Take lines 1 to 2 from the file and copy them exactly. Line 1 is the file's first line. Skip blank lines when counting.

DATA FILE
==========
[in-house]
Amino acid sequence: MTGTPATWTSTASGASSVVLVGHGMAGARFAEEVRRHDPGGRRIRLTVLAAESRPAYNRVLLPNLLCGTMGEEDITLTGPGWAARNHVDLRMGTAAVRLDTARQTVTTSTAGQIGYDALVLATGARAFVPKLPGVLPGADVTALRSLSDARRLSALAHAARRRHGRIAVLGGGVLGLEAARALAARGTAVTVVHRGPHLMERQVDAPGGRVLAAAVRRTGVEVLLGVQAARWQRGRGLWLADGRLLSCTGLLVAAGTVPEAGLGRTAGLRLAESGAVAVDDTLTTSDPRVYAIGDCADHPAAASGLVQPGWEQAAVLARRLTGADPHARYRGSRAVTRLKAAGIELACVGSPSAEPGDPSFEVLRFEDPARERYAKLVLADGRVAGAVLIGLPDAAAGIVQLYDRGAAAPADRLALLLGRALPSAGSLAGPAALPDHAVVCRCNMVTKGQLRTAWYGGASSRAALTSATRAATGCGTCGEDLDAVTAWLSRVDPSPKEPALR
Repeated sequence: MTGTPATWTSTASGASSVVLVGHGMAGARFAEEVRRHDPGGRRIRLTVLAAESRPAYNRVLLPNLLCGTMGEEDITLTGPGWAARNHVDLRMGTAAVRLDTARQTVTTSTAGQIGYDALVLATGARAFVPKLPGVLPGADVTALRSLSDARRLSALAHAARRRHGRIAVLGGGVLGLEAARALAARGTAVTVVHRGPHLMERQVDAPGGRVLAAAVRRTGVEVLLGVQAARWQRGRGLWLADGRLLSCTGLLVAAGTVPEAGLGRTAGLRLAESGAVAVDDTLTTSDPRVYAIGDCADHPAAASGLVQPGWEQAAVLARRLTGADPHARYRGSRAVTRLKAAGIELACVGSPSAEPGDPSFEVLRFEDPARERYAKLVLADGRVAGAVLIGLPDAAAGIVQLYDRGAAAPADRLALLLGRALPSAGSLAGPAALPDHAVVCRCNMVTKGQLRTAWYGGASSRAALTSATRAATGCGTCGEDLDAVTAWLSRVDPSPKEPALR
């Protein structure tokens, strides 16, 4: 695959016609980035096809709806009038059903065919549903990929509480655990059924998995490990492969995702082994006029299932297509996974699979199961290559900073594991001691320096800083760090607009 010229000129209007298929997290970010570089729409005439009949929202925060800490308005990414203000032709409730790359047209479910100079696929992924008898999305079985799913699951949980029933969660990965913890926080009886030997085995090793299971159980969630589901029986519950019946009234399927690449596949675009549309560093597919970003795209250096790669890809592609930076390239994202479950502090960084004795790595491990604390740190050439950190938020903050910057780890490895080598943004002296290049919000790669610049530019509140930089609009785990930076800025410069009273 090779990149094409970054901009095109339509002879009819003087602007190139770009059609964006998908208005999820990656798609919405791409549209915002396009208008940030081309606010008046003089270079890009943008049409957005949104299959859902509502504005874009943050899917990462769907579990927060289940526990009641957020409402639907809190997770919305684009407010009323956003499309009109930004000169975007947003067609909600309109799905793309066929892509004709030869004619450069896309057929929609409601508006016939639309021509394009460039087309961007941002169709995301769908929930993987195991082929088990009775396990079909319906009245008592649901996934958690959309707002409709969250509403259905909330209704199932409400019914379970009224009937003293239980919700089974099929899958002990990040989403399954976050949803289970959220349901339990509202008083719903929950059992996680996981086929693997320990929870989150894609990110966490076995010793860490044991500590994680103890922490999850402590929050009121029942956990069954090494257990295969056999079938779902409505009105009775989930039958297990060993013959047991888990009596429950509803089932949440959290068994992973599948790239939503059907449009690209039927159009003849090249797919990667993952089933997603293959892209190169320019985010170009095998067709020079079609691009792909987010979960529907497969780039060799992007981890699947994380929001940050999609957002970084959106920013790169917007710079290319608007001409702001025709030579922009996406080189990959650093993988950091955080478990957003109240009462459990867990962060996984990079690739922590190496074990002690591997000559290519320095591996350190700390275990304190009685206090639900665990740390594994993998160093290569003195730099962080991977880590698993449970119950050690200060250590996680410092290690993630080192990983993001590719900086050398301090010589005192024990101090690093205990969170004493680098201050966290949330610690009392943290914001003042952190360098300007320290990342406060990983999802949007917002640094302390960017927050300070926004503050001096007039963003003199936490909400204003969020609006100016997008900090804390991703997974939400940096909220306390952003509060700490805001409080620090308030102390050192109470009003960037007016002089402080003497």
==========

[in-house]
Amino acid sequence: MTGTPATWTSTASGASSVVLVGHGMAGARFAEEVRRHDPGGRRIRLTVLAAESRPAYNRVLLPNLLCGTMGEEDITLTGPGWAARNHVDLRMGTAAVRLDTARQTVTTSTAGQIGYDALVLATGARAFVPKLPGVLPGADVTALRSLSDARRLSALAHAARRRHGRIAVLGGGVLGLEAARALAARGTAVTVVHRGPHLMERQVDAPGGRVLAAAVRRTGVEVLLGVQAARWQRGRGLWLADGRLLSCTGLLVAAGTVPEAGLGRTAGLRLAESGAVAVDDTLTTSDPRVYAIGDCADHPAAASGLVQPGWEQAAVLARRLTGADPHARYRGSRAVTRLKAAGIELACVGSPSAEPGDPSFEVLRFEDPARERYAKLVLADGRVAGAVLIGLPDAAAGIVQLYDRGAAAPADRLALLLGRALPSAGSLAGPAALPDHAVVCRCNMVTKGQLRTAWYGGASSRAALTSATRAATGCGTCGEDLDAVTAWLSRVDPSPKEPALR